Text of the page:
Three ways to develop your ideas in IELTS Speaking Part 2

Man in conversation

Are you worried about not being able to talk for 2 minutes in IELTS Speaking Part 2?

Have you read my post on how to use the preparation time in IELTS Speaking Part 2 but still find it difficult to talk for long enough?

If so, here are three ways to develop your ideas in Part 2 of the Speaking test so that you can talk for longer and get a higher band score.

1. Add extra information by saying what, when, where, who, why or how

Your IELTS Speaking Part 2 task card will tell you what to talk about but this doesn’t mean this is all you can talk about.

For the task card below, for example, you could also say:

  • how you know the people who live in the house/apartment
  • when you go (or went) there and who you go (or went) with
  • why you go (or went) there
  • what the house/apartment looks like outside

IELTS Speaking Part 2 task card

(Click image to enlarge)

Watch this video and you’ll see I used these techniques in my answer, e.g. I said that I walk past this house when I walk my dog in the evenings.

 

2. Make a connection to the present or future

If the topic is about the present (like the one above), end your talk by imagining the future, e.g. I hope to live in a house/apartment like this when ...

If the topic is about the past (like the one below), end your talk by talking about the present and/or future, e.g. I haven’t bought anything from this website since but I would again in the future if ...

IELTS Speaking Part 2 task card

(Click image to enlarge)

3. Look at your notes, talk about another example or end your talk

If you do run out of things to say and the examiner indicates you still have more time,

  • look at your notes and add something you forgot to say or that comes to mind, e.g. I forgot to mention ...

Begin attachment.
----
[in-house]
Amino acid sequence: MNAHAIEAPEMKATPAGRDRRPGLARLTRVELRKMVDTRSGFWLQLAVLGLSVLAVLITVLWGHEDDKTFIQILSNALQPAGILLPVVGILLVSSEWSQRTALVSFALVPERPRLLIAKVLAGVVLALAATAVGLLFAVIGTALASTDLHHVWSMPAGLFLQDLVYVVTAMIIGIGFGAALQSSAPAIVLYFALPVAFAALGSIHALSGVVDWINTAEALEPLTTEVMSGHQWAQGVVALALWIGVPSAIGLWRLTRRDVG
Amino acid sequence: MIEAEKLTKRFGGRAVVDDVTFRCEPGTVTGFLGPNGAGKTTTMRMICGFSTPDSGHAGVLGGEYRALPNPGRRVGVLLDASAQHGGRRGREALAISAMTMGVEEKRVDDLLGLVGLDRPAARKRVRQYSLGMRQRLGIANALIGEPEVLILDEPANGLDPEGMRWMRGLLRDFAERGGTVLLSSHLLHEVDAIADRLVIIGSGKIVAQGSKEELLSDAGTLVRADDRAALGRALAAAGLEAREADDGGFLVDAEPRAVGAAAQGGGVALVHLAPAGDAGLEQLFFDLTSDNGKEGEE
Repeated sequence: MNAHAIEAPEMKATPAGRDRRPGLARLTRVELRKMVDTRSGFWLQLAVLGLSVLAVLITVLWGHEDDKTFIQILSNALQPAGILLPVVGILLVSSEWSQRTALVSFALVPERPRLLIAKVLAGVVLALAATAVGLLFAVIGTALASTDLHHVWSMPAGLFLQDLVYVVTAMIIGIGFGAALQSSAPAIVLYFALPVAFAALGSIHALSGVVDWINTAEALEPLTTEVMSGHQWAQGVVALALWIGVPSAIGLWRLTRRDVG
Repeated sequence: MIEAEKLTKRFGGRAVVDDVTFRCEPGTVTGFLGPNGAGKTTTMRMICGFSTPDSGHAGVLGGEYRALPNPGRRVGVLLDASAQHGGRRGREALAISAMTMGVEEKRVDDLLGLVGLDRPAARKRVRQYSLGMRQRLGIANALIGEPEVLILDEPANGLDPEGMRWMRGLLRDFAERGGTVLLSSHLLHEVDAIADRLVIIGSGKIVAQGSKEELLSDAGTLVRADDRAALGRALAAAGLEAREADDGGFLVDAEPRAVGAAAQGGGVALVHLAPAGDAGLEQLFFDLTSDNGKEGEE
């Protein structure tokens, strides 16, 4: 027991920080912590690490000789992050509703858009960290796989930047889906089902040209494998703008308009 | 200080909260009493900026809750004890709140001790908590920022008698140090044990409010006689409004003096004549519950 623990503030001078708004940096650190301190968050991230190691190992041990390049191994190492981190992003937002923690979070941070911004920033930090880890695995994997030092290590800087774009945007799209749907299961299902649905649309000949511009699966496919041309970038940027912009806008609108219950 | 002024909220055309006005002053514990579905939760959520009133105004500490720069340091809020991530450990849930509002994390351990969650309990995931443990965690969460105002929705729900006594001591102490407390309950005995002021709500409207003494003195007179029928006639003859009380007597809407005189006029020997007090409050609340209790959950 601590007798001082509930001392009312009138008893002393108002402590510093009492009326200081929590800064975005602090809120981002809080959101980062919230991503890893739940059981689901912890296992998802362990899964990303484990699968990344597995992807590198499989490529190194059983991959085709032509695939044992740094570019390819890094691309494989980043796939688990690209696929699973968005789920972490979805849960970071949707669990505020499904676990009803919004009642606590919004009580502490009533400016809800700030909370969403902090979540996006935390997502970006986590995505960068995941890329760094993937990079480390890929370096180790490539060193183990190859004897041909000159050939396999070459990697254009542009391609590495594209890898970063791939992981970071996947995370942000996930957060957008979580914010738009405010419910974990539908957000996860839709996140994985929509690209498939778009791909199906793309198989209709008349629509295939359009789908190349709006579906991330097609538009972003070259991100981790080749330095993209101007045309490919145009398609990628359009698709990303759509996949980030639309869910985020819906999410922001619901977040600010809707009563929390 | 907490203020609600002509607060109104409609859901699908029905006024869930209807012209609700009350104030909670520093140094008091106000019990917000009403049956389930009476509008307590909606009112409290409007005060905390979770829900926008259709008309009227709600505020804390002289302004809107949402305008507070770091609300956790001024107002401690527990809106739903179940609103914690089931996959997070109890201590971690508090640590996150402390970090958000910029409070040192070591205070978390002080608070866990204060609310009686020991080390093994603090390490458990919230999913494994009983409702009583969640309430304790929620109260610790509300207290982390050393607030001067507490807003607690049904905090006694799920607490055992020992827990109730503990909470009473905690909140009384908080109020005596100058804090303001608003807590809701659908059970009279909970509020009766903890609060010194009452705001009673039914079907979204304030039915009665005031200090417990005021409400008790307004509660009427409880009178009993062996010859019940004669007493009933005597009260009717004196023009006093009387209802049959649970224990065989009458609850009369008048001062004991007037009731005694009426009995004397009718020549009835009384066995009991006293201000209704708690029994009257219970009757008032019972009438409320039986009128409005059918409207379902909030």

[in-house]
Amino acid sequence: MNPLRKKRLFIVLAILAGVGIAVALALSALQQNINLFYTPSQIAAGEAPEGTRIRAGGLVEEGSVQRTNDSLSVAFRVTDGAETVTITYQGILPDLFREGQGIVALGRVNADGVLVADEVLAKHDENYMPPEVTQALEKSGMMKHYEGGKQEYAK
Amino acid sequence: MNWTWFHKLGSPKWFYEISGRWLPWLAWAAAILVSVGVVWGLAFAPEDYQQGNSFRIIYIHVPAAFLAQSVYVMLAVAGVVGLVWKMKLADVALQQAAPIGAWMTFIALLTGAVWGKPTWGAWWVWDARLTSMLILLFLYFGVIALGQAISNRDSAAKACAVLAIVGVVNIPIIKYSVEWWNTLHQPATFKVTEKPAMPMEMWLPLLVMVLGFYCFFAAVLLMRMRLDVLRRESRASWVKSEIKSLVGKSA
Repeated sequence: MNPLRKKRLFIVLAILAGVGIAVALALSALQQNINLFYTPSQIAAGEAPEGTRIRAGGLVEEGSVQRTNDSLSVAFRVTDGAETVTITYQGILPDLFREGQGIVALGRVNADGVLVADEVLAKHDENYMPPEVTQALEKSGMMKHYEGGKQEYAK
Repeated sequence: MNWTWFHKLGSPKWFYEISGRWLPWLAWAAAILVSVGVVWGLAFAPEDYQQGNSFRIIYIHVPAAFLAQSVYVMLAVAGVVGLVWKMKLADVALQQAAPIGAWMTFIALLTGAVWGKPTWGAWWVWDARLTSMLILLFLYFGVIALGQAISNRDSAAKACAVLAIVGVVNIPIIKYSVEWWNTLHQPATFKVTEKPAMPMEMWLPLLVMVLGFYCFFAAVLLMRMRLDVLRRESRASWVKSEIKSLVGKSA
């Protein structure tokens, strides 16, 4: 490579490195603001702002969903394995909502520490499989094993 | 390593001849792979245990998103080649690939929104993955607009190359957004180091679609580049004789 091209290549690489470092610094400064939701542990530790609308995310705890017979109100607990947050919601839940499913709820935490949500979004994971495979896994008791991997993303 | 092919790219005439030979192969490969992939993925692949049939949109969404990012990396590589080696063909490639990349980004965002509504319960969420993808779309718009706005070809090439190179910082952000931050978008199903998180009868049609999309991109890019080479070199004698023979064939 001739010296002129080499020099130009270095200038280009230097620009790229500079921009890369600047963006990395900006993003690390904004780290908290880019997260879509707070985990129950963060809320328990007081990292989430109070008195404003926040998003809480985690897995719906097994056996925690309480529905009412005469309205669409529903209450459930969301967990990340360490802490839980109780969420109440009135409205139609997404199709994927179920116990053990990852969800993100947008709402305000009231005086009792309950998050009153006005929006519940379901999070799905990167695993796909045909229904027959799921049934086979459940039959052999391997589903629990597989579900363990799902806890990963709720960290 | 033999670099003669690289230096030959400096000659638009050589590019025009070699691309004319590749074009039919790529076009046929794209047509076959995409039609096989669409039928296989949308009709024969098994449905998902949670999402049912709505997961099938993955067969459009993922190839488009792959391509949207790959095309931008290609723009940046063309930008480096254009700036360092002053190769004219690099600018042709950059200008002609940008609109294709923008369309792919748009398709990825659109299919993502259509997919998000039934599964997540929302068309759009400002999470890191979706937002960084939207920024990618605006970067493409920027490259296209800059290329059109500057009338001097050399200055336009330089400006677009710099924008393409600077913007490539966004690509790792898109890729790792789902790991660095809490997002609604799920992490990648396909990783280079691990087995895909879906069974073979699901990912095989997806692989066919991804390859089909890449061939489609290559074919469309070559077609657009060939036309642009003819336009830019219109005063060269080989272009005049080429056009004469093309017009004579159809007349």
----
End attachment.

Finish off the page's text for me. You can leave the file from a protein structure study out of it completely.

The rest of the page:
• talk about another example of the topic, e.g. Another website that I bought something from is …
  • end your talk, e.g. So that’s all I’ve got to say ...

Although the last two of these are not ideal, they are better than not saying anything and leaving the examiner unsure if you’re going to continue or not.

If you end your talk before the two minutes are up, the examiner may well ask you the question(s) that they were going to ask you at the end of the two minutes, and this will give you another chance to speak.

So, now’s the time for you to practise:

  1. Choose one of the two task cards above.
  2. Give yourself one-minute preparation time and follow this step-by-step approach.
  3. Talk for two minutes on the topic by using one or more of the three strategies above if you need to.

To make the most of your practice, record yourself speaking and, if you didn’t talk for two minutes, listen back and identify what strategies would have helped you talk for longer.

I wouldn’t ask you to do anything I wouldn’t do myself, so that’s why I recorded my answer above!

Best of luck,

Pete

Pete Jones

Pete has been helping IELTS test takers and teachers for many years and really enjoys helping people improve their English and their IELTS band score.